Just about all synthesizer keyboards today respond the way a piano does. There will be subtle differences, but the speed with which the key travels downward is sensed by a mechanism of some sort, and the information coming from the sensor is used to affect the sound of the synth.

The speed of the key as it descends toward the keybed is called its velocity. Each key has its own velocity sensor. And because just about all keyboards transmit MIDI, the velocity data is always encoded in the form dictated by MIDI. MIDI defines messages called note-on and note-off, and each note-on message includes velocity. (Note-off velocity — the speed with which the key is allowed to rise at the end of the note — is also defined by the MIDI Specification, but it’s rarely used.)

Because the velocity is embedded in the note-on event, the velocity of a note can’t change while the note is sounding. The value transmitted by the velocity sensor remains the same from the start of a given note to its end. Manufacturers of consumer keyboards sometimes blur this distinction by referring to velocity as “pressure.” MIDI defines a separate type of data called pressure, or aftertouch. When a keyboard senses pressure (not all of them do), you can send a control signal by pressing down harder after the key has reached the keybed. But that control signal has nothing to do with velocity.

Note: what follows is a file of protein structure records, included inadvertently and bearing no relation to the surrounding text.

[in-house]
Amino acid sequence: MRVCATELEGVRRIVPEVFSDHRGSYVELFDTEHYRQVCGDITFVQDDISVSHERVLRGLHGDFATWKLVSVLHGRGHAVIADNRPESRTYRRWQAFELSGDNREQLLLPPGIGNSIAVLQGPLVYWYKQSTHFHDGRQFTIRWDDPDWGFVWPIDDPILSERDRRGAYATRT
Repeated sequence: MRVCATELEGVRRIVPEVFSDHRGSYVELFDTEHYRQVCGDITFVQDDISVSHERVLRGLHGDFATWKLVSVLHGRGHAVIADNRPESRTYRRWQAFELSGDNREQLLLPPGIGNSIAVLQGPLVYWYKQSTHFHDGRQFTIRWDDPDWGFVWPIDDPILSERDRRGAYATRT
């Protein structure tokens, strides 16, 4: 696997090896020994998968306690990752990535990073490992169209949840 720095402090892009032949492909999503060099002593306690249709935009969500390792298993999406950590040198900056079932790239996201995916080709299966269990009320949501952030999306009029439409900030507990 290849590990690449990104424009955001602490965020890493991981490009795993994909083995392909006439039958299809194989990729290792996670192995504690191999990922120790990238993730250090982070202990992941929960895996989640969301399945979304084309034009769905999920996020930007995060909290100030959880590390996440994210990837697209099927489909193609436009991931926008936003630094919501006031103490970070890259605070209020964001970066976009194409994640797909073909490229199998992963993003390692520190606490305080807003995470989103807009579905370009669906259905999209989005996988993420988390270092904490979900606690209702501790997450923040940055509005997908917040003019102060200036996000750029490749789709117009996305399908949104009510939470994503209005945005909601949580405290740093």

MIDI defines velocity as a data type that can have values ranging from 1 to 127. A velocity of 1 is extremely slow (produced by very light playing), and 127 is extremely fast (produced by very hard playing).

USING VELOCITY TO CONTROL SOUND

The most common use of velocity is to control the loudness of the notes. As on a piano, when you play harder, the notes will be louder. On a synthesizer, this is accomplished by using velocity to modulate the amplitude of the audio signal. If you roll up your sleeves and do a little voice programming, you’ll probably find a parameter called VEL or Velocity in the Amplifier, AMP, or VCA area of your synth. If you turn this parameter down to zero, the velocity-to-loudness effect should go away: All notes should be equally loud.

If you listen closely to a piano, you’ll hear that the louder notes also have more sound energy in the upper frequency range. In other words, they’re not only louder, they’re also brighter. This effect is modelled in most synthesizers. If your synth has analog-type lowpass filters, you’ll find a parameter with which you can control velocity modulation of the filter cutoff frequency. When the velocity value is higher, the filter cuto...